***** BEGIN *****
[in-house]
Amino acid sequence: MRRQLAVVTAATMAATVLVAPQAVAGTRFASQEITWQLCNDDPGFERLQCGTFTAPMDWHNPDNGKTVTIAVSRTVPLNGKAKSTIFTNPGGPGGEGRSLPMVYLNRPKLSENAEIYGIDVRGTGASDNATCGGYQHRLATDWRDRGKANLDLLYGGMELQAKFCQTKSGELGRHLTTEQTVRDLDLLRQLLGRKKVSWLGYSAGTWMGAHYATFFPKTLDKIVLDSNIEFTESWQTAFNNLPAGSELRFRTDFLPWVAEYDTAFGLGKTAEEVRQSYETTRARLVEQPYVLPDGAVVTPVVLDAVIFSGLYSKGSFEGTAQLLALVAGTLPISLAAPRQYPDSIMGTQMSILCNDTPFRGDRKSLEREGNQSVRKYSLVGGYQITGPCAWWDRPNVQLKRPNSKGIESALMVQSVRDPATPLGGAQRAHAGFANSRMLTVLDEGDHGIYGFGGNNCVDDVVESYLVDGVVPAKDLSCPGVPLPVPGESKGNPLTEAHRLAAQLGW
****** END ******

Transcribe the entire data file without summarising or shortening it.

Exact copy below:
[in-house]
Amino acid sequence: MRRQLAVVTAATMAATVLVAPQAVAGTRFASQEITWQLCNDDPGFERLQCGTFTAPMDWHNPDNGKTVTIAVSRTVPLNGKAKSTIFTNPGGPGGEGRSLPMVYLNRPKLSENAEIYGIDVRGTGASDNATCGGYQHRLATDWRDRGKANLDLLYGGMELQAKFCQTKSGELGRHLTTEQTVRDLDLLRQLLGRKKVSWLGYSAGTWMGAHYATFFPKTLDKIVLDSNIEFTESWQTAFNNLPAGSELRFRTDFLPWVAEYDTAFGLGKTAEEVRQSYETTRARLVEQPYVLPDGAVVTPVVLDAVIFSGLYSKGSFEGTAQLLALVAGTLPISLAAPRQYPDSIMGTQMSILCNDTPFRGDRKSLEREGNQSVRKYSLVGGYQITGPCAWWDRPNVQLKRPNSKGIESALMVQSVRDPATPLGGAQRAHAGFANSRMLTVLDEGDHGIYGFGGNNCVDDVVESYLVDGVVPAKDLSCPGVPLPVPGESKGNPLTEAHRLAAQLGW